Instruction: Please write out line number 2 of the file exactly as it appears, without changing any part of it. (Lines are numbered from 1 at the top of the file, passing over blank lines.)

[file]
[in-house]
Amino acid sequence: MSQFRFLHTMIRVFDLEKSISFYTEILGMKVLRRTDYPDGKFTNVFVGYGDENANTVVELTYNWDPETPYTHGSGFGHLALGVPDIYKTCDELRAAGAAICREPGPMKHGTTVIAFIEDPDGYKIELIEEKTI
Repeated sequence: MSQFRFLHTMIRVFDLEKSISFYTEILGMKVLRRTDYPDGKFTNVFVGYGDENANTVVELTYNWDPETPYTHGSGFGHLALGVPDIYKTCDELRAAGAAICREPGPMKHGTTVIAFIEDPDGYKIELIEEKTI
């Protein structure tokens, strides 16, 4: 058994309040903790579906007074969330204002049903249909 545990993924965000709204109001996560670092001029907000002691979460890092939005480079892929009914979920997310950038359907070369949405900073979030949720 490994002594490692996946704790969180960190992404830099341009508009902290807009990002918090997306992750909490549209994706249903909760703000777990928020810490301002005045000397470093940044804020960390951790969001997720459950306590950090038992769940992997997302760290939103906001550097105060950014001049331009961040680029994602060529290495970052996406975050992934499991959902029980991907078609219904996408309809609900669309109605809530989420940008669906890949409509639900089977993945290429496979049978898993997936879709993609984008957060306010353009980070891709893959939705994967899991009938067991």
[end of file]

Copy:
Amino acid sequence: MSQFRFLHTMIRVFDLEKSISFYTEILGMKVLRRTDYPDGKFTNVFVGYGDENANTVVELTYNWDPETPYTHGSGFGHLALGVPDIYKTCDELRAAGAAICREPGPMKHGTTVIAFIEDPDGYKIELIEEKTI